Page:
Consolidation plan would cost Eugene, Oregon, its only hospital


Oregon’s third-largest city is about to lose its only hospital, illustrating the fallout of pressured health-care systems across the country. 

Operator PeaceHealth announced last week its plan to shutter University District hospital because of underutilization. The hospital in Eugene, which is home to the University of Oregon, loses an average of $2 million a month, PeaceHealth, a nonprofit Catholic health system, said in a press release. The departure will leave roughly 23,000 college students without an emergency room in town. 

Diminishing patient volume puts a squeeze on operating margins, leaving hospitals across the nation unable to pay their bills. Fewer procedures were a factor in the decline in an index tracking the median calendar year-to-date operating margins for more than 1,300 US hospitals, according to a report by consulting firm Kaufman Hall. The index slid to 1.3% in July from 1.4% a month earlier. 

The 175,000-population city of Eugene, Oregon, would lose its only hospital under a plan by nonprofit PeaceHealth to consolidate into one hospital in a neighboring town.


“It’s clear that today’s challenging financial environment is here to stay,” said Erik Swanson, senior vice president of data and analytics at Kaufman Hall, in a press statement.

Should PeaceHealth receive regulatory approval, it will shutter the hospital’s 27 inpatient beds along with emergency and rehabilitation departments. It plans to shift other medical services to Sacred Heart Medical Center at RiverBend, a hospital it operates in Springfield about six miles away. 

While the possible closure creates a challenge for students at the University of Oregon, the school has “a good working relationship” with PeaceHealth, a school spokesperson said in an email. “Ambulance service and the time to reach our students in an emergency will not change, but ambulance travel time to the closest ER from campus will increase by an estimated four to six minutes,” the spokesperson added.

Kevyn Paul, an emergency room charge nurse at University District, said the hospital sees students every day. University District’s ER sees an average of 90 to 120 patients a day, including many who are homeless and can’t visit local urgent cares because they require upfront payment, according to Paul, 60, who’s worked as a nurse at the hospital since 1998.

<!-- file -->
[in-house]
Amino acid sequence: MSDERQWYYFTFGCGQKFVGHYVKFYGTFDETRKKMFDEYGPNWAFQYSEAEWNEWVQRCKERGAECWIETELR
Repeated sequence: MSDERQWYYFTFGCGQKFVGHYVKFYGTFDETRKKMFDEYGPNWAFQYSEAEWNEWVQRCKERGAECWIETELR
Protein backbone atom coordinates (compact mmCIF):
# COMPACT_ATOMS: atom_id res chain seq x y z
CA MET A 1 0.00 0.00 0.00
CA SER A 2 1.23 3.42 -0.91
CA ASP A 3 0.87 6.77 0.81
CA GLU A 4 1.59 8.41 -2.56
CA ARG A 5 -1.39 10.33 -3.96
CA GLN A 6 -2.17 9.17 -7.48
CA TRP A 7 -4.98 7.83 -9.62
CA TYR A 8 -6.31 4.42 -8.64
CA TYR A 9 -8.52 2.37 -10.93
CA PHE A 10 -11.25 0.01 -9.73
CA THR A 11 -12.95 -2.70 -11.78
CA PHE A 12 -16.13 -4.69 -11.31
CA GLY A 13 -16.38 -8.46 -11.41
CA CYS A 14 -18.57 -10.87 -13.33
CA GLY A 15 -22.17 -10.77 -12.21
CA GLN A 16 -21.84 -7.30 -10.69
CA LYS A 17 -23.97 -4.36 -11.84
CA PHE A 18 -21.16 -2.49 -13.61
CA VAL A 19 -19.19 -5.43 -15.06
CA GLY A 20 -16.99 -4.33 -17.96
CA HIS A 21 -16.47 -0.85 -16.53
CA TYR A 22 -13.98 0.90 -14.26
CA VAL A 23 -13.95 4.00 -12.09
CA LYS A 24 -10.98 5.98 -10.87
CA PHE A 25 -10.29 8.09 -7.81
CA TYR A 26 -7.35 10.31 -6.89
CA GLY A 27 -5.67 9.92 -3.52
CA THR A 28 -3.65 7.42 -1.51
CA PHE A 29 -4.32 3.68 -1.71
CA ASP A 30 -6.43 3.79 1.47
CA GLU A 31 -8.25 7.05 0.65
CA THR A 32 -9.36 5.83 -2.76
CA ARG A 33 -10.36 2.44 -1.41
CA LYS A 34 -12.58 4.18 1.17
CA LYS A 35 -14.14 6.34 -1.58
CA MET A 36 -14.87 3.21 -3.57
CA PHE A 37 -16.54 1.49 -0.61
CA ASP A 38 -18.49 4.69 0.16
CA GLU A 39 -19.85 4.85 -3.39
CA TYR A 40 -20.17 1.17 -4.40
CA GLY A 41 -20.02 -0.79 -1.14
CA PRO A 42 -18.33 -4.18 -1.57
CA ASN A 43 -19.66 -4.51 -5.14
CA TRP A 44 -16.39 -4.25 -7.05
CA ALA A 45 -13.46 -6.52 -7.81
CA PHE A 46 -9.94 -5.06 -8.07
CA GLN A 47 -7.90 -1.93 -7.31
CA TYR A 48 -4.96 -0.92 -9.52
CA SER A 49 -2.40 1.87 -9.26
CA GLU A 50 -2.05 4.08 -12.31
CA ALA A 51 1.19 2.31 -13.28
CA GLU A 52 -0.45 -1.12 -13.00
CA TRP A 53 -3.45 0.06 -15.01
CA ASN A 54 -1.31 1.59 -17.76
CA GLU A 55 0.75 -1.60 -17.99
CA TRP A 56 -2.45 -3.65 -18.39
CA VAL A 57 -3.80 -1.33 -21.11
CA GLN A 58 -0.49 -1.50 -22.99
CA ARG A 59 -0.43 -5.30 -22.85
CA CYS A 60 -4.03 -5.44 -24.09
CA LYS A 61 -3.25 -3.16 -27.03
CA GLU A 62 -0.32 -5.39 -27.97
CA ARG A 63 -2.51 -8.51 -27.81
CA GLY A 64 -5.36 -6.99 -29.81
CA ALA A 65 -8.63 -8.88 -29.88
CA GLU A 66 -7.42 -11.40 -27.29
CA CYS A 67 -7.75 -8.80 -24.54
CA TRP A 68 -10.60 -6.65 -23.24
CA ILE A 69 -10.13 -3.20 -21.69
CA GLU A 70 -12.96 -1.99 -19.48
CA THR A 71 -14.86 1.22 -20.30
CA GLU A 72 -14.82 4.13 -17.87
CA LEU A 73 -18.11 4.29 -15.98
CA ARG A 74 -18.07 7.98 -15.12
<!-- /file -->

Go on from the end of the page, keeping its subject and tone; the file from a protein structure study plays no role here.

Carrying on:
She added that the RiverBend site and the other hospital in Springfield often experience waits for inpatient beds. 

“With additional staffing and facility improvements,” the RiverBend hospital “can accommodate additional volume,” a PeaceHealth spokesperson said in an email. “Due to staffing challenges at RiverBend, we have been unable to open all Emergency Department beds. Transferring staff from University District will allow RiverBend to open 12 Emergency Department beds that are currently closed, increasing patient access and improving care.”

Scott Palmer, chief of staff at the Oregon Nurses Association, called the system’s decision to close University District “absolute madness.” 

“It is dumbfounding,” he said, adding that the RiverBend facility is across a river in an area at high risk of wildfires and earthquakes, meaning it could be difficult to access in an emergency.

PeaceHealth “engages in ongoing emergency planning” and can airlift seriously ill or injured patients to RiverBend, or send them to another facility about 20 miles south of Eugene, the spokesperson said. 

Palmer’s group is calling upon the Oregon Health Authority to deny PeaceHealth’s request to close. The health authority said it did not receive “notification of a planned complete closure,” adding that PeaceHealth’s announcement “indicates they are contemplating changes in service,” like a relocation, and each change requires “a separate process.”

Vancouver, Washington-based PeaceHealth, lost $222 million from operations for the year ending June 30, according to a recent financial disclosure. Only 26% of its patients had commercial insurance, which reimburses at a higher rate. In March, Fitch Ratings downgraded the system a notch to A-plus, which denotes high credit quality, citing “considerable operating stress.” 

PeaceHealth had about $1.67 billion in long-term debt as of June 30, according to the disclosure. That includes about $218 million in outstanding municipal-bond debt, according to data compiled by Bloomberg. Its debt-service ratio declined to 1.47 last year from 2.86 in 2021. As of the end of its fiscal year, PeaceHealth operated 10 medical centers and 139 clinics in Oregon, Washington and Alaska.

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